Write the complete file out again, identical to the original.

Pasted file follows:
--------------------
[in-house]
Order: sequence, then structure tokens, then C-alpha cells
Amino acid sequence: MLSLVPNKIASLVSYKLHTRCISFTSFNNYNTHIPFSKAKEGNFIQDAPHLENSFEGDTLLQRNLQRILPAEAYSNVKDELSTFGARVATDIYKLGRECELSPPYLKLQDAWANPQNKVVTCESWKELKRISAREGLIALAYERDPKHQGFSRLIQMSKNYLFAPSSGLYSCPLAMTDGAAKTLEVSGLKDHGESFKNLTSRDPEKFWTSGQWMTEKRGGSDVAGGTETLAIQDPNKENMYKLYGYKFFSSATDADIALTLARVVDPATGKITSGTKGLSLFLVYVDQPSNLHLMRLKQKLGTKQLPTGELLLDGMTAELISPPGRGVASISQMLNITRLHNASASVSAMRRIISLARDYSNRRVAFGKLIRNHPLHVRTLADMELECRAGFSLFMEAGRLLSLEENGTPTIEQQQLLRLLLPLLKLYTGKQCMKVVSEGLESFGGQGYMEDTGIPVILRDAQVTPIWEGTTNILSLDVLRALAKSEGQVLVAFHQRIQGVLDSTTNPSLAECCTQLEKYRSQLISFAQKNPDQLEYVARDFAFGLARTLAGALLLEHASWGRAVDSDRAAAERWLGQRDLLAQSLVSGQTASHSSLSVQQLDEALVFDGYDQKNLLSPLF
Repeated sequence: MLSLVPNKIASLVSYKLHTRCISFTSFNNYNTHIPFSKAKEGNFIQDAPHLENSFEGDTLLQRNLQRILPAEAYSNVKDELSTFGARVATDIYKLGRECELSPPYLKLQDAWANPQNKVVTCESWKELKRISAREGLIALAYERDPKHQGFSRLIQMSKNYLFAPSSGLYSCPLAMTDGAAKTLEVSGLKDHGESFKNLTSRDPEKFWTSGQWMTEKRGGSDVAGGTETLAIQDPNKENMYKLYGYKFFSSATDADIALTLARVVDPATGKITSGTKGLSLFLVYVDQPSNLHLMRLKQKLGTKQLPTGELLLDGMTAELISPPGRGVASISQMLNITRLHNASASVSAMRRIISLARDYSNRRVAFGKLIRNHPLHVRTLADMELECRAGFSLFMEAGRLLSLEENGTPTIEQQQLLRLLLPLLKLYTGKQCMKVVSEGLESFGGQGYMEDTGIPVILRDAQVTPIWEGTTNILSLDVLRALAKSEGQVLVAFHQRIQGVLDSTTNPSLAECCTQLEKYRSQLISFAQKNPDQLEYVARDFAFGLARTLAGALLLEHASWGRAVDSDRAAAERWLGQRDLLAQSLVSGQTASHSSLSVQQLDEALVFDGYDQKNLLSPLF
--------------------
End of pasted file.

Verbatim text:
[in-house]
Order: sequence, then structure tokens, then C-alpha cells
Amino acid sequence: MLSLVPNKIASLVSYKLHTRCISFTSFNNYNTHIPFSKAKEGNFIQDAPHLENSFEGDTLLQRNLQRILPAEAYSNVKDELSTFGARVATDIYKLGRECELSPPYLKLQDAWANPQNKVVTCESWKELKRISAREGLIALAYERDPKHQGFSRLIQMSKNYLFAPSSGLYSCPLAMTDGAAKTLEVSGLKDHGESFKNLTSRDPEKFWTSGQWMTEKRGGSDVAGGTETLAIQDPNKENMYKLYGYKFFSSATDADIALTLARVVDPATGKITSGTKGLSLFLVYVDQPSNLHLMRLKQKLGTKQLPTGELLLDGMTAELISPPGRGVASISQMLNITRLHNASASVSAMRRIISLARDYSNRRVAFGKLIRNHPLHVRTLADMELECRAGFSLFMEAGRLLSLEENGTPTIEQQQLLRLLLPLLKLYTGKQCMKVVSEGLESFGGQGYMEDTGIPVILRDAQVTPIWEGTTNILSLDVLRALAKSEGQVLVAFHQRIQGVLDSTTNPSLAECCTQLEKYRSQLISFAQKNPDQLEYVARDFAFGLARTLAGALLLEHASWGRAVDSDRAAAERWLGQRDLLAQSLVSGQTASHSSLSVQQLDEALVFDGYDQKNLLSPLF
Repeated sequence: MLSLVPNKIASLVSYKLHTRCISFTSFNNYNTHIPFSKAKEGNFIQDAPHLENSFEGDTLLQRNLQRILPAEAYSNVKDELSTFGARVATDIYKLGRECELSPPYLKLQDAWANPQNKVVTCESWKELKRISAREGLIALAYERDPKHQGFSRLIQMSKNYLFAPSSGLYSCPLAMTDGAAKTLEVSGLKDHGESFKNLTSRDPEKFWTSGQWMTEKRGGSDVAGGTETLAIQDPNKENMYKLYGYKFFSSATDADIALTLARVVDPATGKITSGTKGLSLFLVYVDQPSNLHLMRLKQKLGTKQLPTGELLLDGMTAELISPPGRGVASISQMLNITRLHNASASVSAMRRIISLARDYSNRRVAFGKLIRNHPLHVRTLADMELECRAGFSLFMEAGRLLSLEENGTPTIEQQQLLRLLLPLLKLYTGKQCMKVVSEGLESFGGQGYMEDTGIPVILRDAQVTPIWEGTTNILSLDVLRALAKSEGQVLVAFHQRIQGVLDSTTNPSLAECCTQLEKYRSQLISFAQKNPDQLEYVARDFAFGLARTLAGALLLEHASWGRAVDSDRAAAERWLGQRDLLAQSLVSGQTASHSSLSVQQLDEALVFDGYDQKNLLSPLF